I've only read about 20 pages.

There are more than just school stories, lots of commentary on the focus on our children's mental health -- not allowing children to grieve or feel pain, medicating too quickly, etc. The author is by no means saying that we need to lose our focus on the mental health of our youth. I think the most interesting point made so far is that with so much focus on how most children are generally stressed, anxious, depressed, etc., that those kids with real problems get lost along the way. Kids with severe issues get lumped into the general population of kids and labeled and treated the same. The thought of losing one child along the way terrifies me.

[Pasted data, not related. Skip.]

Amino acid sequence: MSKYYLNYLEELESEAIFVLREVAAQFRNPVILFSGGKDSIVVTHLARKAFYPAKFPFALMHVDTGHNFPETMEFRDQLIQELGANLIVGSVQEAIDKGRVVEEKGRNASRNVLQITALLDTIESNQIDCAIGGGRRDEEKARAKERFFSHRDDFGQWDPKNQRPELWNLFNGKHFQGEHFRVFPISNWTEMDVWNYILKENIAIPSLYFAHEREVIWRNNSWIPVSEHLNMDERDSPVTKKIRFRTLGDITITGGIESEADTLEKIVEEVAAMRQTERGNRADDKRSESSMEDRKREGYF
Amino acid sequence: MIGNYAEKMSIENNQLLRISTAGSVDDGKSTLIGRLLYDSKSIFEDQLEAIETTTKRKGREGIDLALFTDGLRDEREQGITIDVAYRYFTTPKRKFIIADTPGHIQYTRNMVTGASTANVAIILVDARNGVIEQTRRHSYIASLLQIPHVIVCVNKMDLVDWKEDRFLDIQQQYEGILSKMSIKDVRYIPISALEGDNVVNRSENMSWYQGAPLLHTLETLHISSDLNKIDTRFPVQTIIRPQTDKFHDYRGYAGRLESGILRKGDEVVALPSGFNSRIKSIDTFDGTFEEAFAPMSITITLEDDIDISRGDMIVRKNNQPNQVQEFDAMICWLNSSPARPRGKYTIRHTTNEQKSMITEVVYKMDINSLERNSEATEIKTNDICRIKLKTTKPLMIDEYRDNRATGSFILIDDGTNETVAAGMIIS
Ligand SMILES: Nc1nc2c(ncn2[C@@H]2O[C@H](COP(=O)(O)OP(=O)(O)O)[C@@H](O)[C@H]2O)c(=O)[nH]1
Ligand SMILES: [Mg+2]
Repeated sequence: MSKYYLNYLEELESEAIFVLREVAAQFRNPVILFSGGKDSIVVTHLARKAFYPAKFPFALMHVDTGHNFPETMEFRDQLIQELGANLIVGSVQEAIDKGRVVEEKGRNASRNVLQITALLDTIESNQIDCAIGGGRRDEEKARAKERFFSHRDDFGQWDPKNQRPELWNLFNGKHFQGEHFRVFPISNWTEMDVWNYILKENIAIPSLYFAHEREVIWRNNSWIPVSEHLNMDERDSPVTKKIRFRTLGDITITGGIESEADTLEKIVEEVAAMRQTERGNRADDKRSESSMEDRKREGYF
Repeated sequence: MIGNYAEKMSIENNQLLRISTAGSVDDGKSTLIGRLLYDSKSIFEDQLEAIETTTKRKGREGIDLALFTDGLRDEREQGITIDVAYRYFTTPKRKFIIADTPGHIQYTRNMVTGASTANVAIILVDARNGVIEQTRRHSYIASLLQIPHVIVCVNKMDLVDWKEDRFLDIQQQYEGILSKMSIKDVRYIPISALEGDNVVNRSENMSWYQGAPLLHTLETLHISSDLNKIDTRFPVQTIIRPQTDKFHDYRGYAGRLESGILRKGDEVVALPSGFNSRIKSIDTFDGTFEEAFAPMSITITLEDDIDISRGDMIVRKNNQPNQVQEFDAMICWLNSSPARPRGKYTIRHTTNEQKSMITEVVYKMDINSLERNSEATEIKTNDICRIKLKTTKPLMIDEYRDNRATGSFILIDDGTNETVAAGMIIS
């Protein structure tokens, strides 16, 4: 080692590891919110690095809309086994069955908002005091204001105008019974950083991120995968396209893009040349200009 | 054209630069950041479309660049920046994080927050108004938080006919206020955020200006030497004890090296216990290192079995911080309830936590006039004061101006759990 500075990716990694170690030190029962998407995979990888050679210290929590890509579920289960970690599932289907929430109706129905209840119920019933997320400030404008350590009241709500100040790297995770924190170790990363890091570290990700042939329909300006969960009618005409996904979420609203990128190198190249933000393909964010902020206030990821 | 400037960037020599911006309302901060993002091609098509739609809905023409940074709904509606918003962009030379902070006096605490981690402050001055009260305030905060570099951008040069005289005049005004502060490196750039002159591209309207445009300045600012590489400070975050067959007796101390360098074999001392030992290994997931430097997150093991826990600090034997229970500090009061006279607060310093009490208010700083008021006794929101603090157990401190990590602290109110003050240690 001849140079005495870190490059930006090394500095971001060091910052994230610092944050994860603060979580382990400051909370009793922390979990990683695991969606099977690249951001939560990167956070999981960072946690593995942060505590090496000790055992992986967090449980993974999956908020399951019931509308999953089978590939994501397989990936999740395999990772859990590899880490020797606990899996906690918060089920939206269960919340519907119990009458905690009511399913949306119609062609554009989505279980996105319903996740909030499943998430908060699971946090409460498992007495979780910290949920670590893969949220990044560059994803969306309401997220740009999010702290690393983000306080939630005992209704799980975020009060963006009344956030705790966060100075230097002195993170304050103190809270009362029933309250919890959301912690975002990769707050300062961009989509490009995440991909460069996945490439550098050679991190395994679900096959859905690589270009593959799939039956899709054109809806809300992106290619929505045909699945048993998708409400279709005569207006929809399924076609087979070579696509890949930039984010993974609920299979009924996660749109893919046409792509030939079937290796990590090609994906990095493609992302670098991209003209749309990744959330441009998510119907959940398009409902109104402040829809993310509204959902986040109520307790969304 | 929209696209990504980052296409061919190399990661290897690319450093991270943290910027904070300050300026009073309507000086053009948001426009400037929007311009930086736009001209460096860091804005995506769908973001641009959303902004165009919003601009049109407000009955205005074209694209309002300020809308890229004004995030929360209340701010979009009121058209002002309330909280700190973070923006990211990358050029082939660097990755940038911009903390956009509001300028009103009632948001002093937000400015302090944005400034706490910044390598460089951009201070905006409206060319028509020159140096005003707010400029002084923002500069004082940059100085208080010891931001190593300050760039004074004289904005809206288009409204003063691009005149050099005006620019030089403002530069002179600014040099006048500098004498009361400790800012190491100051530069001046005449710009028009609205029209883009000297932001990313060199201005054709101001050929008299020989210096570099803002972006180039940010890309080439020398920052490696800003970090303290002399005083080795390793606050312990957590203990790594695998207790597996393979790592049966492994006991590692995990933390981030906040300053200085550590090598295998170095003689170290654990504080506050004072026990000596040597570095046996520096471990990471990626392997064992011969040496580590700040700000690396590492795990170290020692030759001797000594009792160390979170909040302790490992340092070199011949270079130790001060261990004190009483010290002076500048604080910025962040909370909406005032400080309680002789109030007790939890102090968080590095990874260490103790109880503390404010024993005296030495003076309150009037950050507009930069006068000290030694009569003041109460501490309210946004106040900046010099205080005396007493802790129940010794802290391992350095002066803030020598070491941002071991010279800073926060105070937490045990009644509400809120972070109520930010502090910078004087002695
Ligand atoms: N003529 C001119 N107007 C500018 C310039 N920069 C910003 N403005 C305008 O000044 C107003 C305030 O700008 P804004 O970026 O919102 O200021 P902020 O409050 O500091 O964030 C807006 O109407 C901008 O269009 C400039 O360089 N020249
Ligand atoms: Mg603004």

Again, I'm not too far into the book. There's a lot more to read. A lot more that I'll agree or disagree with, I just find the topic insanely interesting. In the work I do with youth, I see things that intrigue me -- kids' reactions to stress or authority, their jealousy, their world-view. I know that kids are kids, and that much of what I see is exactly the way I behaved when I was their age. But seriously, some of it isn't.

I'm certainly not anti-therapy. I think the title of the book is a little misleading. Of course, I'm only 20 pages in. I'm anxious to read more about it and see where they're going with it.

Thursday, June 09, 2005

Passing Thought on Reality TV

I'm sitting here eating my lunch, and I'm wondering if reality TV will soon take over our televisions...Will we get to a point where the only thing to watch is other non-famous, non-beautiful people on TV doing stupid tricks for tons of money? What will become of People Magazine?